In marshy regions, you have to be on your guard against little airborne creatures, so tiny as to be invisible. They enter the body through the mouth and nose, and cause serious illnesses. Fundianus asked: “What can I do to reduce the chance of disease, if I inherit a farm like that?” Agrius replied: “Sell it for as much as you can get or, failing that, just abandon it.” But Scrofa suggested: “Make sure the farmhouse does not face the direction from which the wind usually brings the infection, and build it high up rather than in a valley, so that anything harmful can be blown away that much more easily. A location that gets the sun all day is healthier, since any little creatures that are bred nearby are carried off by the wind or die quickly because of the lack of humidity” (Varro, On Farming 1.12).
The best kind of air is that which is perfectly pure, such as that which is not defiled with the exhalation from lakes or marshes, nor from any pit which emits pestilential vapours. That also which is impregnated with the exhalations from a canal conveying the impurities of a city is deleterious, and indeed every kind which is loaded with vapours is not good ; as also that which is contained within any hollow place shut up on all sides by high mountains, and not admitting of ventilation (Paul of Aegina, Medical Compendium 1.49).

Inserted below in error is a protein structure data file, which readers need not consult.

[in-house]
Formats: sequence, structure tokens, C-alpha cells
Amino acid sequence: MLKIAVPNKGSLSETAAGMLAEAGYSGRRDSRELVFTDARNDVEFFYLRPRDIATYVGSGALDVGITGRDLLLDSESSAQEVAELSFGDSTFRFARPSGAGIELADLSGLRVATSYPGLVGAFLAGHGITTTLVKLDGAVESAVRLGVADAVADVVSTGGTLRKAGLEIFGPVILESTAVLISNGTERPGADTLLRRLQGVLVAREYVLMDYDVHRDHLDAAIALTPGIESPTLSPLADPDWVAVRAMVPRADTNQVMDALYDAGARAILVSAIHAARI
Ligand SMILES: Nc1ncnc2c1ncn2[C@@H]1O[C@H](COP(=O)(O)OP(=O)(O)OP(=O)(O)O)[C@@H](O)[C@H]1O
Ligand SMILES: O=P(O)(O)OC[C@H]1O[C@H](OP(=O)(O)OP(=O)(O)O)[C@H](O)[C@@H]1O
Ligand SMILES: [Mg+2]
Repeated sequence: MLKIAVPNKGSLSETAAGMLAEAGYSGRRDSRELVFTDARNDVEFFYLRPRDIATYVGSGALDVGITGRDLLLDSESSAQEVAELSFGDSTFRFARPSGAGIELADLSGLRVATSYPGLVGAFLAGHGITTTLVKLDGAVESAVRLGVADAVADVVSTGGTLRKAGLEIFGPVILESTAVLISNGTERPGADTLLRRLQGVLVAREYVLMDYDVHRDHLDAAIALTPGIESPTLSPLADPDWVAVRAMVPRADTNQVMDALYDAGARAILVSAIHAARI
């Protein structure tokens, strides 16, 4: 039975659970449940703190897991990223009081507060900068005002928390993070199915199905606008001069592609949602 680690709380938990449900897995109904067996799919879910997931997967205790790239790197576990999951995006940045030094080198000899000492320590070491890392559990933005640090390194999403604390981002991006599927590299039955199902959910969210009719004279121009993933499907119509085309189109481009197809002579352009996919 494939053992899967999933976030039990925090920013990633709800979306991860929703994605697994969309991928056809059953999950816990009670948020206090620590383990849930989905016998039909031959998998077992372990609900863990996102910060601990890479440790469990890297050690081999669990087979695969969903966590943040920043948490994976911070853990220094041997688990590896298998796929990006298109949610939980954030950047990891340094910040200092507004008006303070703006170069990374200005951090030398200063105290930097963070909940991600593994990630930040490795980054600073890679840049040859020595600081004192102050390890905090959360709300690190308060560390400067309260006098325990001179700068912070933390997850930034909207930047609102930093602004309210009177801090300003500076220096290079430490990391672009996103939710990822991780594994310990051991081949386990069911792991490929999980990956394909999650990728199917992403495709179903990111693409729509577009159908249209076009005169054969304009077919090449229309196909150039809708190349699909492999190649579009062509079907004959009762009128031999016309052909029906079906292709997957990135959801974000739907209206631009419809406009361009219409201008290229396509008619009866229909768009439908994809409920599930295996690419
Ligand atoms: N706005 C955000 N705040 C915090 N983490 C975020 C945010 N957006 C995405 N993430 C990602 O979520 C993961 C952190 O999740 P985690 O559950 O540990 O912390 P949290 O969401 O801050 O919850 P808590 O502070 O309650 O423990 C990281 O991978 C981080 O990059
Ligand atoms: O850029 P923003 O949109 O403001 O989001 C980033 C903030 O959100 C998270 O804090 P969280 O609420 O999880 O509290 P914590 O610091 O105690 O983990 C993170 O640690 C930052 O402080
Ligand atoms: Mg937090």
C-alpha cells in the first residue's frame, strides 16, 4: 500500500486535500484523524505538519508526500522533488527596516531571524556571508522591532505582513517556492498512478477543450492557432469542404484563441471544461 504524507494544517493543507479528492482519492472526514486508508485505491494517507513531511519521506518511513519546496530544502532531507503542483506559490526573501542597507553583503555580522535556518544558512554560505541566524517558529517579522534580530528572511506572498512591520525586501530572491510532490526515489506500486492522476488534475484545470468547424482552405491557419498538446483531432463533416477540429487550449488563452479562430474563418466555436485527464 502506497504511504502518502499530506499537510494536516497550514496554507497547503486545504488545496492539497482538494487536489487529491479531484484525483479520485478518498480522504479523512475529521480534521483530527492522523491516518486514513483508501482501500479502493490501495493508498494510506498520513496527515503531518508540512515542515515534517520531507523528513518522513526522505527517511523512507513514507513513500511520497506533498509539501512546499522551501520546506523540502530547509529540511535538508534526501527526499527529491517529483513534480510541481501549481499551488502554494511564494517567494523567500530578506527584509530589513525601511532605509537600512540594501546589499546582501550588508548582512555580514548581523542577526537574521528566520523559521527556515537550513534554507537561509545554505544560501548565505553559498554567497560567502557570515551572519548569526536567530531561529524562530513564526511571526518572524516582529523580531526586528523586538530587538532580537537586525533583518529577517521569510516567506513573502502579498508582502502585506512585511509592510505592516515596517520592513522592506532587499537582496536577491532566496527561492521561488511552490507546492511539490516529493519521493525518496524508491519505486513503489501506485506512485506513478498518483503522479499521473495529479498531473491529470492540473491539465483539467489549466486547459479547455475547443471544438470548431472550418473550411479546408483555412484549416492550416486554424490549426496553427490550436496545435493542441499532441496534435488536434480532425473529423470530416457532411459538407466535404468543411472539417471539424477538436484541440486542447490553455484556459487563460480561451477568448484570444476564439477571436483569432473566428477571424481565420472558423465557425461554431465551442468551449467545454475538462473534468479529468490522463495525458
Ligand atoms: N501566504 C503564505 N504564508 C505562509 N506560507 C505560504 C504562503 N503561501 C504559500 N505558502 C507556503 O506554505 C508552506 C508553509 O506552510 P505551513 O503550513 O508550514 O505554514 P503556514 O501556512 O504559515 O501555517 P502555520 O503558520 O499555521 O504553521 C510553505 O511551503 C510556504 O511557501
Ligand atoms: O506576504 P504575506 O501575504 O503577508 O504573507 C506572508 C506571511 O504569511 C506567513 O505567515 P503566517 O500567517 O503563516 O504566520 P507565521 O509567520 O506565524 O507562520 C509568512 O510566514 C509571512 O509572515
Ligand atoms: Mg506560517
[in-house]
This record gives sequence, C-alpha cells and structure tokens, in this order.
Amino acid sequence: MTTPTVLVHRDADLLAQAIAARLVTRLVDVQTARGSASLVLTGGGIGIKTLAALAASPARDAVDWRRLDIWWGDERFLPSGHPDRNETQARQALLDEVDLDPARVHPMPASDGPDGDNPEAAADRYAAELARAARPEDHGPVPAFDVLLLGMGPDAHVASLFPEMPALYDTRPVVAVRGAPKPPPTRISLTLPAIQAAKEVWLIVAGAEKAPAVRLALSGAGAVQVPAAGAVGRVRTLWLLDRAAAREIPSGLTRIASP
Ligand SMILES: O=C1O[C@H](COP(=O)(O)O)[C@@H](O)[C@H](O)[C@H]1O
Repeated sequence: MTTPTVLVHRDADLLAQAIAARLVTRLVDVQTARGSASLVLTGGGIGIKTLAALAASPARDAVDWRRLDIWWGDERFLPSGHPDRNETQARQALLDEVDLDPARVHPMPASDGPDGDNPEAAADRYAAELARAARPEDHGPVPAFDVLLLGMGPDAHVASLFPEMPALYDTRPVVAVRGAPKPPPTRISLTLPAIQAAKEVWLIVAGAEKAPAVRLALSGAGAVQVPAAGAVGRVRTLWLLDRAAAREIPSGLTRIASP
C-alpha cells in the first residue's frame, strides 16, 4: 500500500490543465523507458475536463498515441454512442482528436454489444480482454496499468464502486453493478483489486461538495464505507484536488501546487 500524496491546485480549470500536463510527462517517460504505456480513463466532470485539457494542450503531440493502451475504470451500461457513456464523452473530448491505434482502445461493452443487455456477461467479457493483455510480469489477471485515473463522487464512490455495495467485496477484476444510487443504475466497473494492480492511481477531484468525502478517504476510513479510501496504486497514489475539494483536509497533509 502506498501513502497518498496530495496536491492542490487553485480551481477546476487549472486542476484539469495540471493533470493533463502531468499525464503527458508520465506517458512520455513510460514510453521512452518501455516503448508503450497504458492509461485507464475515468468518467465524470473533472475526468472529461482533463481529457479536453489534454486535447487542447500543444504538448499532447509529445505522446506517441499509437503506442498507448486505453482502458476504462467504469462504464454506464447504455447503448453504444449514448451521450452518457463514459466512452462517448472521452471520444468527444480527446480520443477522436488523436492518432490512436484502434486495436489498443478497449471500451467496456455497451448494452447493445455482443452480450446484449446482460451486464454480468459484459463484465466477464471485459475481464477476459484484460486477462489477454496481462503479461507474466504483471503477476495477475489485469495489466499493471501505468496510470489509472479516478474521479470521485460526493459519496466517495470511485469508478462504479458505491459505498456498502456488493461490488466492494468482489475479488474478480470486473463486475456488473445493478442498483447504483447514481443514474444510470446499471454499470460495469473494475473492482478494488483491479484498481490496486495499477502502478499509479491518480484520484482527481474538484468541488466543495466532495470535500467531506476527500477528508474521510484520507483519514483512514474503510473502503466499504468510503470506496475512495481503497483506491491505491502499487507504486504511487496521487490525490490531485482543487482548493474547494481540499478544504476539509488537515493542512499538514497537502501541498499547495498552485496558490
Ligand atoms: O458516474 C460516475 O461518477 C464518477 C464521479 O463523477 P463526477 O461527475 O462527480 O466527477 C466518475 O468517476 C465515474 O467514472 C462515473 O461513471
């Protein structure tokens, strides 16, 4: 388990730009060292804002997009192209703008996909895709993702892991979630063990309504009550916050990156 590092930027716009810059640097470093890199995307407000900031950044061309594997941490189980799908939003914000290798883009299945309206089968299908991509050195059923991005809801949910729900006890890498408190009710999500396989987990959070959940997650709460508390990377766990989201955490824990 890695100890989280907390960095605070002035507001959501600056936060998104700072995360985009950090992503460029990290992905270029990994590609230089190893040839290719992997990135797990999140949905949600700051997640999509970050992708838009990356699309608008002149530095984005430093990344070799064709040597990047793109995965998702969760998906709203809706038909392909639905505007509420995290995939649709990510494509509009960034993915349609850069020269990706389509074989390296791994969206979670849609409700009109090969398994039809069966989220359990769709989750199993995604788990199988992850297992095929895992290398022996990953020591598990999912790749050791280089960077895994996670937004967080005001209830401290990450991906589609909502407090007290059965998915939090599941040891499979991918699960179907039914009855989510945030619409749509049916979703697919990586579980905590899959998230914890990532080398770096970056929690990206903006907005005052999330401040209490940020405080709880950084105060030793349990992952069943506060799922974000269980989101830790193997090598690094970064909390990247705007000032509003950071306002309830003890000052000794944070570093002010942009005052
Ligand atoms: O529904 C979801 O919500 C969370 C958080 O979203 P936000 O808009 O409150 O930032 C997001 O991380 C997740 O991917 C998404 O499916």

They say that Plato was aware of the damage it might do to his physical health, but nevertheless deliberately chose to found his school in the Academy, a pestilential region in Attica, so as to prune away excessive physical comfort, rather as overproductive vines are cut back. I myself have heard doctors say that being at the peak of good health is actually a dangerous thing (St. Basil, On Reading Pagan Literature 9.80).
Jaundice: in the acute and rapidly fatal form of jaundice, the patient’s whole skin is very like pomegranate peel in color, or greener than green lizards (Hippocrates, Diseases 3.11).
It is always a bad sign if a patient suffering from an acute disease stops being thirsty for no reason (Hippocrates, Coan Prenotions 58).